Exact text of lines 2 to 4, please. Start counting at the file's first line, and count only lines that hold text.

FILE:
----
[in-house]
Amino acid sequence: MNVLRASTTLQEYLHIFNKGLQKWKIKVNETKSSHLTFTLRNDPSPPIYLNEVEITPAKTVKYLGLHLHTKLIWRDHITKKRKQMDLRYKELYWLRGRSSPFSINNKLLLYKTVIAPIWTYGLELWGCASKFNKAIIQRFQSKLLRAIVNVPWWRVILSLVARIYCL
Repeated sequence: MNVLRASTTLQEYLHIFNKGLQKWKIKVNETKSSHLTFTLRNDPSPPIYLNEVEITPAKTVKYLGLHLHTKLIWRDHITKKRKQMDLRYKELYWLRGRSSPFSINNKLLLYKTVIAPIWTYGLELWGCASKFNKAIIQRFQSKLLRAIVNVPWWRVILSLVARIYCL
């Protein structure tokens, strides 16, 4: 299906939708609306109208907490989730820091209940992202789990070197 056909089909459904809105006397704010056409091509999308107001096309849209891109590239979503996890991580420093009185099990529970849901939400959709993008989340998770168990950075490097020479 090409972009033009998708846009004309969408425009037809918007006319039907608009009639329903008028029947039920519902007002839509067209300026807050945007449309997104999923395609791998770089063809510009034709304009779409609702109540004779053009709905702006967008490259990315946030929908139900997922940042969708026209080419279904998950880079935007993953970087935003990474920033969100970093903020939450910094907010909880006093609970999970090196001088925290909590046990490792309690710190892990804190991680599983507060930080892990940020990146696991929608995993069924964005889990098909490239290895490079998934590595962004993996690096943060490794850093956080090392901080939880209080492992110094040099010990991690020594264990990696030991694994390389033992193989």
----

Amino acid sequence: MNVLRASTTLQEYLHIFNKGLQKWKIKVNETKSSHLTFTLRNDPSPPIYLNEVEITPAKTVKYLGLHLHTKLIWRDHITKKRKQMDLRYKELYWLRGRSSPFSINNKLLLYKTVIAPIWTYGLELWGCASKFNKAIIQRFQSKLLRAIVNVPWWRVILSLVARIYCL
Repeated sequence: MNVLRASTTLQEYLHIFNKGLQKWKIKVNETKSSHLTFTLRNDPSPPIYLNEVEITPAKTVKYLGLHLHTKLIWRDHITKKRKQMDLRYKELYWLRGRSSPFSINNKLLLYKTVIAPIWTYGLELWGCASKFNKAIIQRFQSKLLRAIVNVPWWRVILSLVARIYCL
């Protein structure tokens, strides 16, 4: 299906939708609306109208907490989730820091209940992202789990070197 056909089909459904809105006397704010056409091509999308107001096309849209891109590239979503996890991580420093009185099990529970849901939400959709993008989340998770168990950075490097020479 090409972009033009998708846009004309969408425009037809918007006319039907608009009639329903008028029947039920519902007002839509067209300026807050945007449309997104999923395609791998770089063809510009034709304009779409609702109540004779053009709905702006967008490259990315946030929908139900997922940042969708026209080419279904998950880079935007993953970087935003990474920033969100970093903020939450910094907010909880006093609970999970090196001088925290909590046990490792309690710190892990804190991680599983507060930080892990940020990146696991929608995993069924964005889990098909490239290895490079998934590595962004993996690096943060490794850093956080090392901080939880209080492992110094040099010990991690020594264990990696030991694994390389033992193989």